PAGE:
A conservative firebrand is seeking to take Venezuela’s political opposition in a radically different tack as she works to end two decades of socialist rule.
María Corina Machado, a 55-year-old former lawmaker whose father’s steel company was seized by the late Hugo Chávez, has ridden a surge in popularity to lead a pack of candidates ahead of the Oct. 22 primary vote that will decide who gets to take on President Nicolás Maduro in next year’s elections. To get on the ballot, she needs to convince followers of a fractured coalition dominated by leftist parties that a right-winger who wants to privatize the oil industry is the best person to end the autocratic movement known as Chavismo and revive an economy battered by one of history’s worst recessions.
It’s a tough challenge, to say the least, but anti-Maduro forces clinging to hopes that international observers are able to oversee free and fair elections next year see the vote as the best opportunity to wrest back control of the country. A multi-year effort to depose the president and install the former head of the National Assembly, Juan Guaidó, failed spectacularly despite the support of the US, UK and much of the global community.
“There is an opportunity to transform the country, to attract huge investments that translate into employment, education, innovation and into quality of life for Venezuelans,” Machado said. “For that to happen we need a 180-degree shift from what there is today, because we have understood that socialism equals ruin.”
It’s quite a turnaround for a politician who called for a complete boycott of the last presidential election in 2018, saying there was no point in participating in the rigged system that spurred the US and other countries to impose economic sanctions. Once critical of any concession to opponents, she now approaches potential allies across the political spectrum, looking to unite around their shared goal of ousting Maduro.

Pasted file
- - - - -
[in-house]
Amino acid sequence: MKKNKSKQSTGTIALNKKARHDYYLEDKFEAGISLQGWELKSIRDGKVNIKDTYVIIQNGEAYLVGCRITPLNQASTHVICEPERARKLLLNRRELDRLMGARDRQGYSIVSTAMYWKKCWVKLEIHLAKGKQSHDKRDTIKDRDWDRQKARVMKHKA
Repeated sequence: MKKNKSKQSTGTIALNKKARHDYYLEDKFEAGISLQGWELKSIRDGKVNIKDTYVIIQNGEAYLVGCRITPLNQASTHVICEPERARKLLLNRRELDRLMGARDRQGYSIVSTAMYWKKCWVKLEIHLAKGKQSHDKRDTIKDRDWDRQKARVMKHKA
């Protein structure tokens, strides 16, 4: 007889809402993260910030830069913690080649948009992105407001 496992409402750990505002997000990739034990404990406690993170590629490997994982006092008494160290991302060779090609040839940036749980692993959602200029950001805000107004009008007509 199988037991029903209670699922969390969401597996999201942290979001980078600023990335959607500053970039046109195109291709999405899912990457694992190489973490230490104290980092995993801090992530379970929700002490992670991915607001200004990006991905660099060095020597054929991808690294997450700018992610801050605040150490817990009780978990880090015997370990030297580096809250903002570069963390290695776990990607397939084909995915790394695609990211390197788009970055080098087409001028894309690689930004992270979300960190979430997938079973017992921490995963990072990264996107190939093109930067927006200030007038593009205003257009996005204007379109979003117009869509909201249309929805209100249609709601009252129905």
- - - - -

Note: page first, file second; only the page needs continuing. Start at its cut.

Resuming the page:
Machado’s efforts appear to be paying off as infighting among other leaders in the opposition intensifies. She was No. 1 among possible primary candidates with 25% support in a February poll from Datincorp, which also found her popularity had doubled over the past year. Other surveys show her similarly well positioned for the primary, and analysts say she stands a good chance of becoming Venezuela’s first female president if the country can mount a free and fair general election.
The opposition is ripe for new leadership following Guaidó’s disastrous gambit to win power, according to Félix Seijas, the head of Caracas-based pollster Delphos.
“The opposition as it existed is no longer, and that opens the door for her to capture support beyond her radical base,” Seijas said. “The ruling government is now the dominant adversary.”
In some respects, Machado is reintroducing herself to the Venezuelan public after half a decade out of the limelight. She had previously been one of the most prominent figures in the opposition when she led anti-government street protests. She is often remembered for interrupting a speech by Chávez to Congress in 2012 to criticize the damage he’d done to the Venezuelan economy.
“Águila no caza mosca,” Chávez responded in a video shared widely on social media, declining to engage. That phrase — roughly “eagles don’t chase flies” in English — became a rallying cry for Machado supporters in later years, especially for those who viewed the exchange as a powerful male politician dismissing a female counterpart as unworthy of debating. The regime took away her passport in 2014 amid allegations she’d tried to foment a coup against Maduro, an accusation frequently used against his critics.
Machado says she favors privatizing all industries in Venezuela, including oil, which many Venezuelans view as part of their heritage and see as rightfully belonging to the state. But she says rearranging the economy is the best bet for reversing years of decline — gross domestic product contracted 75% over the past 10 years as the national currency lost more than 90% of its value. Despite sitting atop the world’s largest crude reserves, oil production fell to about 660,000 barrels a day at the end of last year, far from the 2.9 million barrels a decade ago, according to data compiled by OPEC.